First Milk's exclusive supply deal for Cumbrian dairy farmers
Last updated at 12:15, Friday, 10 August 2012
Farming co-operative First Milk has launched a new contract exclusively for Cumbrian farmers supplying its Aspatria creamery.
The move comes in the wake of nationwide protests by farmers unhappy with the milk price they are paid.
The co-operative was the first processor to rescind planned price cuts which were due to be imposed on farmers in August.
Its new contract will pay farmers for the weight of butterfat and protein in the milk rather than the industry standard pence per litre method.
While precise details of the new payment formula were not available, First Milk said farmers could earn more for their milk.
It says a farmer producing one million litres annually has the chance to be £20,000 better off if they achieve the high quality milk profile required.
Launched this week, the contract was developed in partnership with a group of First Milk’s Cumbrian members and is optional not compulsory.
First Milk’s membership director Alan Taylor said: “This new contract is a completely different approach for us and one that is unique for the UK dairy industry.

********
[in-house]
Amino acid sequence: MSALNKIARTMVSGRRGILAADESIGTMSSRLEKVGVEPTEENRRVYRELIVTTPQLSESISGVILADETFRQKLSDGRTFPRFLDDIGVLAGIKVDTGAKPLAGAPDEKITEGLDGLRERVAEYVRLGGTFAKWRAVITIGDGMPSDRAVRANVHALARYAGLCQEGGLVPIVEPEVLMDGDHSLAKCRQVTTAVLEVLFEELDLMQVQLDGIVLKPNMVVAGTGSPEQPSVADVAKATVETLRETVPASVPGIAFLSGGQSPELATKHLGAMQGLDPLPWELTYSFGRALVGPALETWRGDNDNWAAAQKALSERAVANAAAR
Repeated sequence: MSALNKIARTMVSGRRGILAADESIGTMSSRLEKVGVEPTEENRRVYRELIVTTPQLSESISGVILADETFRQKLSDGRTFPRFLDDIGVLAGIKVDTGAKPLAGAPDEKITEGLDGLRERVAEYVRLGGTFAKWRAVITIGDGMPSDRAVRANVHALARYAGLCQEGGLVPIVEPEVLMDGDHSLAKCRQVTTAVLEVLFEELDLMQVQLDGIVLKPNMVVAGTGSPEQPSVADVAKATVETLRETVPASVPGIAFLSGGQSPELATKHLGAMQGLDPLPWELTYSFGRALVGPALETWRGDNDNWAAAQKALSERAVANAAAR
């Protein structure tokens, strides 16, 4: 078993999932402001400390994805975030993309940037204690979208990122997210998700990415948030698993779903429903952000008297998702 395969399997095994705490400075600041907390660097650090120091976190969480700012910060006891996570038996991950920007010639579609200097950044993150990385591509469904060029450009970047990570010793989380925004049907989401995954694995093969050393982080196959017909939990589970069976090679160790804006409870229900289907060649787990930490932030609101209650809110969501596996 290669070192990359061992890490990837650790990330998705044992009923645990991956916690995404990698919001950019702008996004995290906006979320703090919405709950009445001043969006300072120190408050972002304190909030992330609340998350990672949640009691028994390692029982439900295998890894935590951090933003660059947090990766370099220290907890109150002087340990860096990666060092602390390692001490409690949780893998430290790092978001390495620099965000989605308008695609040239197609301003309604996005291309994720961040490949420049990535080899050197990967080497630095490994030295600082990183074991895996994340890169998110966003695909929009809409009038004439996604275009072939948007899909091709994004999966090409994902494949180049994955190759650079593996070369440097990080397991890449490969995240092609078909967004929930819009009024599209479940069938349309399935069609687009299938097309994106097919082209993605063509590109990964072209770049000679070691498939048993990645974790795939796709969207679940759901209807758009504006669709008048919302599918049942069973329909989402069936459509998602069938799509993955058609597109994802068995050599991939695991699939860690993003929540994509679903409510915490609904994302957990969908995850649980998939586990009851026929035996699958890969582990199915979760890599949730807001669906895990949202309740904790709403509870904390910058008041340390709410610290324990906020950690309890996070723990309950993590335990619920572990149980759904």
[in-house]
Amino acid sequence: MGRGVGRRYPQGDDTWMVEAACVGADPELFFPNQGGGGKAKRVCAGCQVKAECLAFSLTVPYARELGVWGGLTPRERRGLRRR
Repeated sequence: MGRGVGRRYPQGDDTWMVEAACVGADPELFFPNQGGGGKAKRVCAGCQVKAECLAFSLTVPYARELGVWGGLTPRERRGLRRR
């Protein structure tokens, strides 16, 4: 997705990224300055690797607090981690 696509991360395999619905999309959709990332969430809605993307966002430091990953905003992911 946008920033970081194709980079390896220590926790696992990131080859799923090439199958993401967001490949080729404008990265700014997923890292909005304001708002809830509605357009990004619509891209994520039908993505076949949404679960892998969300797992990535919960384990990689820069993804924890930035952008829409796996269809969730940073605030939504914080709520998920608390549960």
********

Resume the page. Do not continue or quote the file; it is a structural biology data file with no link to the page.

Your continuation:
“When producing cheese and whey protein concentrate as we do at the Lake District Creamery, we’re looking for a different profile of milk from farmers than that required for liquid processing.
“It is the protein and butterfat in milk that are important for making cheddar, and the higher the milk quality we receive in terms of protein and butterfat, the less milk is required to make a tonne of cheese which makes the creamery more efficient.”
Many farmers like the Wilson family at Thackwood, near Southwaite, are getting paid less than the cost of production.
The family has put up a huge sign by the M6 motorway to highlight the industry’s plight.
Margaret Wilson says she has had enough of her family taking the hit for supermarkets selling off milk cheaply to get customers through the door.
A quietly spoken farmers’ wife, her anger has bubbled into a fierce energy that is making her take a stand.
“It’s no good sitting on your backside thinking someone else is going to do it for you,” she said.
“We sell our milk to Woodcock Dairies and our price went down by 2p per litre to 27p. It’s all linked to what he can sell it for.
“Our buyer has said the prospect of paying 25p is outrageous.”
Milk prices were relatively buoyant in the 18 months before spring on the back of high fresh cream prices around the world. When the price dropped because of over supply, there was nothing to insulate liquid milk from the low price supermarkets sell it for.
Mrs Wilson added: “Farming is a primary industry and is a foundation on which the Cumbrian economy is built.
“If a foundation crumbles then the building will fall down.”
The family’s protest sign was sponsored by Rickerby Ltd and Carrs Billington, which has also produced a car sticker saying “Who’s Milking Who? No Farmers, No Future”.
First published at 11:26, Friday, 10 August 2012
Published by http://www.newsandstar.co.uk